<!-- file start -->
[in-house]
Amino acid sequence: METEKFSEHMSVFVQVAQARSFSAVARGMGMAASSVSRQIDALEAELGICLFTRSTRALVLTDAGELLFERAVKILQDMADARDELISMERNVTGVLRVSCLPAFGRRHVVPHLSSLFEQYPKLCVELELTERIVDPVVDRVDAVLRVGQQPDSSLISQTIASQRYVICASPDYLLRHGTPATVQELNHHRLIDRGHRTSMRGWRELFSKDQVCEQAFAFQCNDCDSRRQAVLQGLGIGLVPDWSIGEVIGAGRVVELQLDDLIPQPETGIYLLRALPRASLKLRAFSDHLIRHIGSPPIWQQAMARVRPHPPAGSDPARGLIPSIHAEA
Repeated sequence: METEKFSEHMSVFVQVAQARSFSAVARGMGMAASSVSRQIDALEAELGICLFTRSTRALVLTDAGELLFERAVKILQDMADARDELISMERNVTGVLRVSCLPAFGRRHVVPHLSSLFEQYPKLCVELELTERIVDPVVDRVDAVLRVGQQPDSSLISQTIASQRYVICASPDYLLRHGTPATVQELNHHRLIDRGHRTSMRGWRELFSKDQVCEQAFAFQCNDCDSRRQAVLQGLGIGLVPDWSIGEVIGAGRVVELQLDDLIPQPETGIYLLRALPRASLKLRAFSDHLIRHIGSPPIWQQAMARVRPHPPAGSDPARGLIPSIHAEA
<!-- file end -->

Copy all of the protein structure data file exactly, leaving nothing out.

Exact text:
[in-house]
Amino acid sequence: METEKFSEHMSVFVQVAQARSFSAVARGMGMAASSVSRQIDALEAELGICLFTRSTRALVLTDAGELLFERAVKILQDMADARDELISMERNVTGVLRVSCLPAFGRRHVVPHLSSLFEQYPKLCVELELTERIVDPVVDRVDAVLRVGQQPDSSLISQTIASQRYVICASPDYLLRHGTPATVQELNHHRLIDRGHRTSMRGWRELFSKDQVCEQAFAFQCNDCDSRRQAVLQGLGIGLVPDWSIGEVIGAGRVVELQLDDLIPQPETGIYLLRALPRASLKLRAFSDHLIRHIGSPPIWQQAMARVRPHPPAGSDPARGLIPSIHAEA
Repeated sequence: METEKFSEHMSVFVQVAQARSFSAVARGMGMAASSVSRQIDALEAELGICLFTRSTRALVLTDAGELLFERAVKILQDMADARDELISMERNVTGVLRVSCLPAFGRRHVVPHLSSLFEQYPKLCVELELTERIVDPVVDRVDAVLRVGQQPDSSLISQTIASQRYVICASPDYLLRHGTPATVQELNHHRLIDRGHRTSMRGWRELFSKDQVCEQAFAFQCNDCDSRRQAVLQGLGIGLVPDWSIGEVIGAGRVVELQLDDLIPQPETGIYLLRALPRASLKLRAFSDHLIRHIGSPPIWQQAMARVRPHPPAGSDPARGLIPSIHAEA